Remember when the press assumed Chris Jeffries killed Jo Yeats a while ago? He was never charged, and yet he was horrifically demonised in the papers and life will never be the same again for him. People are arrested and released without charge all the time. It could easily happen to any of us. I think we can all agree we shouldn’t be attacking people before they even get to court.
But we do. The internet is a funny thing; it grew outside of authoritarian radar, somehow giving users the impression that cyberspace is different to the real world, with different rules. But we need to remember that our online actions still have real-life consequences, especially when we behave badly en masse, as we seem to when there is a high-profile criminal investigation like the current Sian O’Callaghan murder case.
According to reports, a 47-year-old minicab driver named Christopher Halliwell has confessed and even shown police to a body.
Even if someone has killed someone, and even if they confess, they are not legally a murderer until they are convicted in court. If you call someone a murderer on the internet when they’ve not been convicted, that is libel (defamation, identification, publication) and that person could sue you. So why do people feel so comfortable calling for the hanging of “murderers” who have not yet appeared in court? The accused could end up suing everyone on Facebook, Twitter and any other site who branded him a murderer. (Elton John won a libel case against a newspaper for calling him gay before he came out, even though it later turned out to be true). There have been a few Facebook libel cases now.
It’s quite possible that you could be called up for jury duty on a high-profile case. If someone sees a juror condemning an innocent (until proven guilty) person during the trial, that juror will found to be in contempt of court for talking about the case. This has happened several times following thoughtless Facebook statuses as well.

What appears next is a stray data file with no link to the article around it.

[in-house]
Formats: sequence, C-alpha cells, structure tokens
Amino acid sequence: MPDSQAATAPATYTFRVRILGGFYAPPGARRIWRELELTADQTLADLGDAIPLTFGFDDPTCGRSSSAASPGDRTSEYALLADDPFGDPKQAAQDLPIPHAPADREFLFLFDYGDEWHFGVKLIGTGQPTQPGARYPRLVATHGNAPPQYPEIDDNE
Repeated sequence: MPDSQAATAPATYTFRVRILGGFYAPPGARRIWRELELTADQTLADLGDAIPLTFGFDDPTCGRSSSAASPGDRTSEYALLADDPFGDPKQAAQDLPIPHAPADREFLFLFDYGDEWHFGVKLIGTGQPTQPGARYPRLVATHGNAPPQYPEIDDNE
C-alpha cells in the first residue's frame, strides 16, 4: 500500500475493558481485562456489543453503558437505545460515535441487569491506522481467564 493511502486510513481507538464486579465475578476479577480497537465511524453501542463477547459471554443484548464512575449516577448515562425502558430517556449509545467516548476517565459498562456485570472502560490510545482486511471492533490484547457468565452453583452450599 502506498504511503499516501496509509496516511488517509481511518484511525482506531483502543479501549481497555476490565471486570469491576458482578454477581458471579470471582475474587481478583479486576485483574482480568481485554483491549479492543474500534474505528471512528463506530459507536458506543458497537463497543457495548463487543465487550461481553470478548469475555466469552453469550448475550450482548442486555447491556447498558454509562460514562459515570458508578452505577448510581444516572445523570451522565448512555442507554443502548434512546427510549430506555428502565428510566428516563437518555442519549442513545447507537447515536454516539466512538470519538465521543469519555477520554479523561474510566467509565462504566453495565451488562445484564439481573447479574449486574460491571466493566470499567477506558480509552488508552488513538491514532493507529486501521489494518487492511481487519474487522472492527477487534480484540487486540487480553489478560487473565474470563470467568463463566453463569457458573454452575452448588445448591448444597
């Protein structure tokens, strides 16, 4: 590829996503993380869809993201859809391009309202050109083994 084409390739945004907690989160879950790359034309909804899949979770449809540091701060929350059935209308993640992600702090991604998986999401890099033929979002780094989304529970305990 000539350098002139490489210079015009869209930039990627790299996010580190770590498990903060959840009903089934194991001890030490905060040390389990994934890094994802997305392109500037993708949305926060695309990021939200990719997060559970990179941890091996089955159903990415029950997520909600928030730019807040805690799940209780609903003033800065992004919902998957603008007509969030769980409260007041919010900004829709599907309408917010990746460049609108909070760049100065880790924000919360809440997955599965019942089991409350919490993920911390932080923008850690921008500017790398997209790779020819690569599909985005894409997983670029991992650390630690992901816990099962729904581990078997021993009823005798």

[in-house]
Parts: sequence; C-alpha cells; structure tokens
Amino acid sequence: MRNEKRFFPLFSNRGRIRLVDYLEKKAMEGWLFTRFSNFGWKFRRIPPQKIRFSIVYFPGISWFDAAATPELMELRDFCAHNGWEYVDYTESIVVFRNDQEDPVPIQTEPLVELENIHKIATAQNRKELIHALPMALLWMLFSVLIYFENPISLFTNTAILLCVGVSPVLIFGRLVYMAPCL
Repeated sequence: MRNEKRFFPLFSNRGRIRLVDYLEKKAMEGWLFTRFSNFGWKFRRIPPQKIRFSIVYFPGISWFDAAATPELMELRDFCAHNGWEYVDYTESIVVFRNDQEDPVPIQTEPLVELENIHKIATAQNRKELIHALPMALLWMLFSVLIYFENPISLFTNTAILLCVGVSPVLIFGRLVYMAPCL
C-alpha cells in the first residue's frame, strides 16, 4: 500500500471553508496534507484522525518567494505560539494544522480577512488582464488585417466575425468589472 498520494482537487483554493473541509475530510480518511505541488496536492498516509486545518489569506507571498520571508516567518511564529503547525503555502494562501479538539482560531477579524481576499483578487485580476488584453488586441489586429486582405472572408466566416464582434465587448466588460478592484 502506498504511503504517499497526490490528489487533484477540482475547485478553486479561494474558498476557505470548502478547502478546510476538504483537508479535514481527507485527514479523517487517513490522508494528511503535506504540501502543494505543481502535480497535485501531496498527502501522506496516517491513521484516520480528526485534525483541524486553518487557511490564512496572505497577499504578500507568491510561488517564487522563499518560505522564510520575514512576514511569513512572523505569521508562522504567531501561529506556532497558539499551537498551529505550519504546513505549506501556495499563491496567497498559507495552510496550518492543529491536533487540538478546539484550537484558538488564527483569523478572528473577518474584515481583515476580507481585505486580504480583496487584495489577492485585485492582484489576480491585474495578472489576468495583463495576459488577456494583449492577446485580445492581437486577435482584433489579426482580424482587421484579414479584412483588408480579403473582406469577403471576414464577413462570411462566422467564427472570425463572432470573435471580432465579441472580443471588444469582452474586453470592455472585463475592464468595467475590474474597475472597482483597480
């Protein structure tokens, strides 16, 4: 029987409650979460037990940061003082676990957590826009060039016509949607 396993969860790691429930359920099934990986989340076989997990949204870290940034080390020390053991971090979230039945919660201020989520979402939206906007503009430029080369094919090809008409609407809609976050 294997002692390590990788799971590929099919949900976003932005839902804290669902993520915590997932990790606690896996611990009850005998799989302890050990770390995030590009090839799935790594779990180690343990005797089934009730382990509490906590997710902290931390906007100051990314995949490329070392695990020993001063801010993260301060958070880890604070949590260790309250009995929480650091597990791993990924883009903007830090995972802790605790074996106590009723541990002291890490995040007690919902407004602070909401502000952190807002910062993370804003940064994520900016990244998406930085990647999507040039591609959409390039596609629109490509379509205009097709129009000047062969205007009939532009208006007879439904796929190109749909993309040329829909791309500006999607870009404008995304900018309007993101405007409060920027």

If posts like these were found after a guilty verdict, they could be used as grounds for appeal on the basis that it shows a juror had already formed an opinion and so the defendant hadn’t been given a fair trial.
Once media coverage becomes too negative, a defendant could claim that he had no chance of a fair trial. This could lead to a case being thrown out and a factually guilty man or woman walking free. No individual Facebooker is likely to be responsible for this, but it’s worth knowing anyway.
It might be unusual, but false confessions aren’t unheard of. And when the police then simply bag themselves an easy conviction, terrible things happen, like mentally troubled Sean Hodgson’s 27 year prison nightmare when he said he killed Teresa de Simone, while the real murderer killed himself out of guilt when the police ignored his genuine confession:http://tinyurl.com/36z4gab
Of course I want to see killers found guilty and punished accordingly, and I know that the things published in the press make it look like a sure thing in this case, and it may be be. But I don’t believe in finding someone guilty before a trial regardless of what we think we know, and that’s exactly what seems to be happening on Facebook, Twitter and even in the press in cases like the Jo Yeats murder and the latest killing that has the public all excited.
I agree that that if media reports are to be believed then it looks like it’ll be a quick trial, and Halliwell may well plead guilty. But that hasn’t happened yet. When this case is over, even if it ends the way we may expect it to, there will be more high-profile trials and sooner or later someone is going to get themselves into trouble with a Facebook status.
Do we really have enough blind faith in the police and press to believe that the information we receive is genuine and unfiltered?
Are we arrogant enough to believe that we are so damn smart that we can deem someone guilty without trial, based on scraps of “evidence” we gather in the scribblings of journalists?
I do hope not.